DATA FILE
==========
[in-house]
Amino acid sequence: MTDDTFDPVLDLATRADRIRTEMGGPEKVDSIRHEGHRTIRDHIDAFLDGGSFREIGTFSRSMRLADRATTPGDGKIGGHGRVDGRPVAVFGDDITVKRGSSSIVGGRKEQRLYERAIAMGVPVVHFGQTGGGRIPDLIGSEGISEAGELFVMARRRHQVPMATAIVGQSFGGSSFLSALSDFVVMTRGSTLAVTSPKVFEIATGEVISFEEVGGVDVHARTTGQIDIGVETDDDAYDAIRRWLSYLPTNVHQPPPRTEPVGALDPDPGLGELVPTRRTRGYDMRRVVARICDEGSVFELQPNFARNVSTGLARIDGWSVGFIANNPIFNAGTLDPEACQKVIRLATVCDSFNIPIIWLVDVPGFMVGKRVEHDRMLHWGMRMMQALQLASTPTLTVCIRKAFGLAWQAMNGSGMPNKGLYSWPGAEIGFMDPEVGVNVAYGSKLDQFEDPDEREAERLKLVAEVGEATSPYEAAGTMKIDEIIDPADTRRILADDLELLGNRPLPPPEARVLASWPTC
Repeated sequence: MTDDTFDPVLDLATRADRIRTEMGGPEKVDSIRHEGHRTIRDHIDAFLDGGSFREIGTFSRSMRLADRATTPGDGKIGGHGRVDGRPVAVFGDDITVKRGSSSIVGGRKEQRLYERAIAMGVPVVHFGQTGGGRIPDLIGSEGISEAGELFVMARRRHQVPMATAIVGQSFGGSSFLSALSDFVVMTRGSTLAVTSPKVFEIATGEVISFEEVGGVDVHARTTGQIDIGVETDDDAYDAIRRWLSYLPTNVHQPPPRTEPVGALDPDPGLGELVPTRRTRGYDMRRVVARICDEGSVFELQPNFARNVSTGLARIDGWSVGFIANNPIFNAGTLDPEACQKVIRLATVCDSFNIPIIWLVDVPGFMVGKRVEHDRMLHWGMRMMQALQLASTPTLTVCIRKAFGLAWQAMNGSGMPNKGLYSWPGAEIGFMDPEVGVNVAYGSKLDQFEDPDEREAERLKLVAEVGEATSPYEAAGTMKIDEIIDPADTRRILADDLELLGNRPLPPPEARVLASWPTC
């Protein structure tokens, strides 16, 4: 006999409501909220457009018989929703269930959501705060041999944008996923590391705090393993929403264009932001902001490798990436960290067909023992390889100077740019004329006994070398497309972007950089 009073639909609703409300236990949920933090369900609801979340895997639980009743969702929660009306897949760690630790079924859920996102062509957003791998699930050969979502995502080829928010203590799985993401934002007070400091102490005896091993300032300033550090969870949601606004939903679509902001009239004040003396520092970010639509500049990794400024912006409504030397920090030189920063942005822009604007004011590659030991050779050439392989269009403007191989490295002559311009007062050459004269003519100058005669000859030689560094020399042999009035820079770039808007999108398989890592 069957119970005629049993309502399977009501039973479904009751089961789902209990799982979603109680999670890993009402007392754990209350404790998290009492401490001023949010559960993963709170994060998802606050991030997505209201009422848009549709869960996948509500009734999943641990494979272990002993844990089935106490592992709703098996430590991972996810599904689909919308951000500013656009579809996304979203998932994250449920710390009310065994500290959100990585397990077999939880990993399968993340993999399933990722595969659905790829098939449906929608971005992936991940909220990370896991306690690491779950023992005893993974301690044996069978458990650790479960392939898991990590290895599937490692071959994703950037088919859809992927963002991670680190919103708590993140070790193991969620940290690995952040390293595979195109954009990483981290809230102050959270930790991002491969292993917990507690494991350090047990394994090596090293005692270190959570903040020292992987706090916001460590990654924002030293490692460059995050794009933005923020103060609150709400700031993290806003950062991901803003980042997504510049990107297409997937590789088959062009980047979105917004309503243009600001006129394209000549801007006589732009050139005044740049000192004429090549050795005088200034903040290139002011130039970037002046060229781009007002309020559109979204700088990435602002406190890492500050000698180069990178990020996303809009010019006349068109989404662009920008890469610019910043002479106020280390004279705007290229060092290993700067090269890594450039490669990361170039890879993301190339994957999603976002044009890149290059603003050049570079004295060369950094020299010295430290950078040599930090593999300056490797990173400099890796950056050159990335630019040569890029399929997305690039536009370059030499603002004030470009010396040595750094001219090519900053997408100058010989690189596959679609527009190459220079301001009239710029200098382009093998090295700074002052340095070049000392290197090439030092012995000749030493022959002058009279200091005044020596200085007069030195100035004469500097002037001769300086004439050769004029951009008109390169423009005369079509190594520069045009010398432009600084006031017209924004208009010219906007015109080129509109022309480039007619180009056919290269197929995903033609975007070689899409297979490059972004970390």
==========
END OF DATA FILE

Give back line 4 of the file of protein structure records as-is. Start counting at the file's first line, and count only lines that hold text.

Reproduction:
């Protein structure tokens, strides 16, 4: 006999409501909220457009018989929703269930959501705060041999944008996923590391705090393993929403264009932001902001490798990436960290067909023992390889100077740019004329006994070398497309972007950089 009073639909609703409300236990949920933090369900609801979340895997639980009743969702929660009306897949760690630790079924859920996102062509957003791998699930050969979502995502080829928010203590799985993401934002007070400091102490005896091993300032300033550090969870949601606004939903679509902001009239004040003396520092970010639509500049990794400024912006409504030397920090030189920063942005822009604007004011590659030991050779050439392989269009403007191989490295002559311009007062050459004269003519100058005669000859030689560094020399042999009035820079770039808007999108398989890592 069957119970005629049993309502399977009501039973479904009751089961789902209990799982979603109680999670890993009402007392754990209350404790998290009492401490001023949010559960993963709170994060998802606050991030997505209201009422848009549709869960996948509500009734999943641990494979272990002993844990089935106490592992709703098996430590991972996810599904689909919308951000500013656009579809996304979203998932994250449920710390009310065994500290959100990585397990077999939880990993399968993340993999399933990722595969659905790829098939449906929608971005992936991940909220990370896991306690690491779950023992005893993974301690044996069978458990650790479960392939898991990590290895599937490692071959994703950037088919859809992927963002991670680190919103708590993140070790193991969620940290690995952040390293595979195109954009990483981290809230102050959270930790991002491969292993917990507690494991350090047990394994090596090293005692270190959570903040020292992987706090916001460590990654924002030293490692460059995050794009933005923020103060609150709400700031993290806003950062991901803003980042997504510049990107297409997937590789088959062009980047979105917004309503243009600001006129394209000549801007006589732009050139005044740049000192004429090549050795005088200034903040290139002011130039970037002046060229781009007002309020559109979204700088990435602002406190890492500050000698180069990178990020996303809009010019006349068109989404662009920008890469610019910043002479106020280390004279705007290229060092290993700067090269890594450039490669990361170039890879993301190339994957999603976002044009890149290059603003050049570079004295060369950094020299010295430290950078040599930090593999300056490797990173400099890796950056050159990335630019040569890029399929997305690039536009370059030499603002004030470009010396040595750094001219090519900053997408100058010989690189596959679609527009190459220079301001009239710029200098382009093998090295700074002052340095070049000392290197090439030092012995000749030493022959002058009279200091005044020596200085007069030195100035004469500097002037001769300086004439050769004029951009008109390169423009005369079509190594520069045009010398432009600084006031017209924004208009010219906007015109080129509109022309480039007619180009056919290269197929995903033609975007070689899409297979490059972004970390």